Whose Gender Revolution Is It? The Folks That Need It The Most, That's Who!

WASHINGTON, DC - JANUARY 30:  General view of the National Geographic Gender Revolution: A Journey With Katie Couric DC Event
WASHINGTON, DC - JANUARY 30: General view of the National Geographic Gender Revolution: A Journey With Katie Couric DC Event on January 30, 2017 in Washington City. (Photo by Tasos Katopodis/Getty Images for National Geographic)

As a transgender person who has had my share of media attention, I know "it" is coming and, like clockwork, there it is - the question from a reporter about genital surgery. It always shows up. Every interviewer, every last one them has asked me about my genitals. One program constantly introduced me as "born female" until we intervened and asked him to stop. Once we did - in firm, polite and fact-based manner - he totally got it. But we have a long history of dealing with the "curiosity factor."

Most interviews go like this, "When did you KNOW? Blah, blah, bathrooms, blah. So, is it like you are a man trapped in a woman's body? Yada, yada, bathrooms, yada. How did your parent/friend/coworker/neighbor-across-the-street/grocery store clerk/dentist/oil-change-technician/former elementary school teacher and sister's ex-boyfriend feel about your transition? Blah, blah, bathrooms, blah, blah. Oh, and pray tell, Aidan, what about your genitals. Do you have a penis? Do you want a penis? How much does a penis cost? How do you have sex with/without a penis? How do others feel about your penis? What did you tell everyone at your twenty-year high school reunion about your penis?"

The genitalia-obsessed public, and the media that feeds them, got a Cher-inspired equivalent of a "Snap out of it!" when, two years ago, actress Laverne Cox and model Carmen Carrera (with a well-timed hiss) rebuffed Katie Couric's unsurprising, but oh-god-here-it-comes-again, pee-pee talk. Why was this interview so unique?

Well, three reasons.

One, Couric got respectfully schooled on national television by the brilliant Laverne. Two, she took some significant heat from a trans community sick to death of addressing the prurient curiosities of a society that is clueless as to the origins of said prurience.

And, reason number three. She stepped up!

I watched the National Geographic special, Gender Revolution, hosted by the bravely-coming-back-for-more Katie Couric. She set a new standard for journalists everywhere - one so humbly brilliant that I felt I must have moved through a time warp into the future and was watching Couric's great-granddaughter following in her matriarch's footsteps. Couric provides the viewer with a bridge across a great gender divide - one side is where most of society resides: a binary, simplistic, and unexamined understanding of gender as being limited to only male or female where never the twain shall meet. The other side of this chasm is where Couric's great grandchild will someday reside: a society that will have a deeper understanding and acceptance of the genetic, neurobiological, sociological, and other factors that make one's gender - not biological sex - an utterly expansive, unique and self-defined experience.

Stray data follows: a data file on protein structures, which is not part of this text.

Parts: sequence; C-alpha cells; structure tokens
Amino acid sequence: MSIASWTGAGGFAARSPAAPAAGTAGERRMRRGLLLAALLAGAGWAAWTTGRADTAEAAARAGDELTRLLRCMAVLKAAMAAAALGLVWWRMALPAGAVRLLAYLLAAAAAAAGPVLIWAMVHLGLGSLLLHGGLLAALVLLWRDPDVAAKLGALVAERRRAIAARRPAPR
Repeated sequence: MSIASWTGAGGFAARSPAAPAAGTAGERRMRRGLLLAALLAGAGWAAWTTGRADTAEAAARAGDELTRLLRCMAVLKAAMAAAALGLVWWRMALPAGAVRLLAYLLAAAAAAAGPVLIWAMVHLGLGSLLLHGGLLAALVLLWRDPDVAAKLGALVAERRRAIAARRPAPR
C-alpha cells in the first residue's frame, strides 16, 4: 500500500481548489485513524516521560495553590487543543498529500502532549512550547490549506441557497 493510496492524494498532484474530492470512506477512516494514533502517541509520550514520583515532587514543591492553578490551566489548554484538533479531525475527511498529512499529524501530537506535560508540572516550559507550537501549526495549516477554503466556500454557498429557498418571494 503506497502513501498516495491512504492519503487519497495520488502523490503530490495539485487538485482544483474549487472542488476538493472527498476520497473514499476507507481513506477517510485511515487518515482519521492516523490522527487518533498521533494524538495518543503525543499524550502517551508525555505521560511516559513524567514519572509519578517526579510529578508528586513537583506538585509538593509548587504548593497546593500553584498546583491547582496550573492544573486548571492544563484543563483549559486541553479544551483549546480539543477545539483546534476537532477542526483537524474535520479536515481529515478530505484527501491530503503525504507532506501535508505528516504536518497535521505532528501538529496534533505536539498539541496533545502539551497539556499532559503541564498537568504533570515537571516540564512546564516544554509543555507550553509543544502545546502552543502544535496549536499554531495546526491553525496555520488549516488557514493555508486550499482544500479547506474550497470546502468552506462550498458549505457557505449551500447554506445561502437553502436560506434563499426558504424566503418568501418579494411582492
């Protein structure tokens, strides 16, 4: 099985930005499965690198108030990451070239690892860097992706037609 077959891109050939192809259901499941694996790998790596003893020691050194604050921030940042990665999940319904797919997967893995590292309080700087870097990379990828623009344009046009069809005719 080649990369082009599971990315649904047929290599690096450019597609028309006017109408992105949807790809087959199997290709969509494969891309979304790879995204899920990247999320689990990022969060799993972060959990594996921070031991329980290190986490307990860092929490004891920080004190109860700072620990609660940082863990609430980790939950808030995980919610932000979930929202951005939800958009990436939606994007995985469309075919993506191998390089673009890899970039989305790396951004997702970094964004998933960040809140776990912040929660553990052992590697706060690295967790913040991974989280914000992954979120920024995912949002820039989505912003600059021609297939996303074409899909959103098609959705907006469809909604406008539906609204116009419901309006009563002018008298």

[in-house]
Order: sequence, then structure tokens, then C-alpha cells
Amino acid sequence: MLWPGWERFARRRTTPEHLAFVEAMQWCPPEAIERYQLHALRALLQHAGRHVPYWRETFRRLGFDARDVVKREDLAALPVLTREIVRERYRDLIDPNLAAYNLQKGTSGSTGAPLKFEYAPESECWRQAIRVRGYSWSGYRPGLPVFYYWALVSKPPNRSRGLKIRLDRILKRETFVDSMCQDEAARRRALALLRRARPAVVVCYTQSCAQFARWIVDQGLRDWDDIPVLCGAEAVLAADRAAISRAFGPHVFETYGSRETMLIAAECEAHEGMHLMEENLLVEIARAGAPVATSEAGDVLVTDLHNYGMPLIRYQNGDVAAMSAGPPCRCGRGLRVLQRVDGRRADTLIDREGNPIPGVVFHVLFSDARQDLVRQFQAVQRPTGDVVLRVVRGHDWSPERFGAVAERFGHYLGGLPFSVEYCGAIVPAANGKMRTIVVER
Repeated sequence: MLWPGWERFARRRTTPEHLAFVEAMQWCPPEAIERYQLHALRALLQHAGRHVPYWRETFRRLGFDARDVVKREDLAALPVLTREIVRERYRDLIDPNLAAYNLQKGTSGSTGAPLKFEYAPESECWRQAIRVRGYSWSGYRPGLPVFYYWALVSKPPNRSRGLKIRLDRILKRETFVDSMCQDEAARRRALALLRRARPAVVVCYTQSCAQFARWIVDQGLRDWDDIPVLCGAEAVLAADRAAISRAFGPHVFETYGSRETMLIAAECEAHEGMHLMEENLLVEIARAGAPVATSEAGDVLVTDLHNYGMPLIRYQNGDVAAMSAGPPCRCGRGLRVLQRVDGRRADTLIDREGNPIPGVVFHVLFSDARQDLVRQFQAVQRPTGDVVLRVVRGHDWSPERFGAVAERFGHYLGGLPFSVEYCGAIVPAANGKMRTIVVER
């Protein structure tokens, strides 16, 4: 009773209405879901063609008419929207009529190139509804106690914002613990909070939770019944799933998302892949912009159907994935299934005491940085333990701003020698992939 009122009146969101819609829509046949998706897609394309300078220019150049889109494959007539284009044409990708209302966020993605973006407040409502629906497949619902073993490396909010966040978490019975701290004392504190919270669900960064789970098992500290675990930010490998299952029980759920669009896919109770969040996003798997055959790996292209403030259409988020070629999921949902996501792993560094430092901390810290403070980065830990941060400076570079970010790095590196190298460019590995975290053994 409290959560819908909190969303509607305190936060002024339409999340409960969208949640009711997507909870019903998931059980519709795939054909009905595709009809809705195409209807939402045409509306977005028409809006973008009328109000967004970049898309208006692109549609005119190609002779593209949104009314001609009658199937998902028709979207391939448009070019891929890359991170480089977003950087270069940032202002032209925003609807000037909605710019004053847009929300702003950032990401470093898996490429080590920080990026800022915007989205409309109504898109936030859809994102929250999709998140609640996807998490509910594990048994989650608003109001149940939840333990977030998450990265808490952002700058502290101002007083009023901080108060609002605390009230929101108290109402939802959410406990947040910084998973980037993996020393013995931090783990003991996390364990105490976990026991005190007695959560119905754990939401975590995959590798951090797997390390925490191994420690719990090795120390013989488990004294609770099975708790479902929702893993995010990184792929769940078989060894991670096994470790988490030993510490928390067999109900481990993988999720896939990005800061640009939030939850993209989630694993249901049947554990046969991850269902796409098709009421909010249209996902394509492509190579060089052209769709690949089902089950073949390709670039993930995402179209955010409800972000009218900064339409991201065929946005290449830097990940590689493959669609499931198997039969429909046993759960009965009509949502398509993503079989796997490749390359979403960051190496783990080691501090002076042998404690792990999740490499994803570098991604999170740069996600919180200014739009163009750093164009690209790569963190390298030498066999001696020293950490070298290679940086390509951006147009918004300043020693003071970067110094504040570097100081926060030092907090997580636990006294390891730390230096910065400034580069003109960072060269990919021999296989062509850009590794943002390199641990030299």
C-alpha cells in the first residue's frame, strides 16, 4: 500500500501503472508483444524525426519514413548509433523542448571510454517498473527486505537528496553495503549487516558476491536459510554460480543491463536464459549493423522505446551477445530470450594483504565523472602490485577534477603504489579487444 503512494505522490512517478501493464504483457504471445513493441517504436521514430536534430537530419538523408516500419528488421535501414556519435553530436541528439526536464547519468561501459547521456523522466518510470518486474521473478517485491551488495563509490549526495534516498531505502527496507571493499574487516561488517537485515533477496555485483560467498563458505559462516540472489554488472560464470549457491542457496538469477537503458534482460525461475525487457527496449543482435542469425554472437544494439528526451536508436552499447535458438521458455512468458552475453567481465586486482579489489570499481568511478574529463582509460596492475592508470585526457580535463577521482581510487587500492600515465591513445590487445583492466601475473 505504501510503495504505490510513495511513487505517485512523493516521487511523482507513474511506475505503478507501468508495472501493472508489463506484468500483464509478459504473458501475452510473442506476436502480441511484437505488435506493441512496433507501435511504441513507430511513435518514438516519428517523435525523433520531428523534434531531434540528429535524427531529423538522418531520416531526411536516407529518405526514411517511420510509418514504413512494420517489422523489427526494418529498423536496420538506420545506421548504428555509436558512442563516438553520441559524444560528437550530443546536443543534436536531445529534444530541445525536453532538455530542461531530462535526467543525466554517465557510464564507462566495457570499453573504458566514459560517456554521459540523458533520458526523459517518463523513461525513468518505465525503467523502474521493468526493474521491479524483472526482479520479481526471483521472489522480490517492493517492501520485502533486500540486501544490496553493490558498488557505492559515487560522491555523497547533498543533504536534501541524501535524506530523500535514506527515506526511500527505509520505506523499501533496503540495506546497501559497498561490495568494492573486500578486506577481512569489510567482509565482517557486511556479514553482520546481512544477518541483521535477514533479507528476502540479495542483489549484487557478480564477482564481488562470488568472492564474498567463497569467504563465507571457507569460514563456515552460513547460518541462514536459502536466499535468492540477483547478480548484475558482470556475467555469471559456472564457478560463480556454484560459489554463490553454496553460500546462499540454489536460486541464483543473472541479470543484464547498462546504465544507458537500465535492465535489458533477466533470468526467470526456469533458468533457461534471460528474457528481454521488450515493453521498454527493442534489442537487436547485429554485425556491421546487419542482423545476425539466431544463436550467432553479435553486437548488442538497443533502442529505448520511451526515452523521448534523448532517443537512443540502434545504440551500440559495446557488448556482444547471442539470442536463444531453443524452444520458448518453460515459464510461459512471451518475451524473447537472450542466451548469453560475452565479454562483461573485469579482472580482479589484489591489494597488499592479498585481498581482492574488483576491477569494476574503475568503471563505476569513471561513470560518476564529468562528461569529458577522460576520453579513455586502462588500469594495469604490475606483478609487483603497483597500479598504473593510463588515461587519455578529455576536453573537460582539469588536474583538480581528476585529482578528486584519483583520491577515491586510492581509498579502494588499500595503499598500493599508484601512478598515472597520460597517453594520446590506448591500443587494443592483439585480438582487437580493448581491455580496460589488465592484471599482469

Today, I screened the film for a group of parents and their trans or gender diverse teens. We discussed the documentary afterwards and heard from the youth first. Their collective feedback was that it didn't go far enough, that gender was portrayed too simplistically. They also acknowledged however that the intended audience wasn't likely them. The piece was aimed at those who've never had any exposure to gender complexity.

As someone who regularly engages the uninformed in educational settings, I will not, unlike my teen audience, critique the documentary because of what was missing. Over the last twenty years I've engaged audiences with a goal of expanding their understanding of gender. I've witnessed a progression in this understanding. It has indeed begun to shift -- from a laser beam focus on genitals of trans people, to a willingness to pursue a self-examination as to the origins and implications of their own interest.

Katie Couric showed a willingness to use herself as an example of where we, as a society, are (a fixed, unmovable sense of gender) and where we can be (accepting a possibility of gender expansiveness). Gender Revolution was, in a sense, Gender 100 -- a decent introduction. Our viewing audience - a savvy group to be sure -- agreed that we can't wait to see the next installment, Gender Revolution 101. I respectfully ask Katie to repeat her own learning progression by taking another step -- turn Gender Revolution into a mini-series.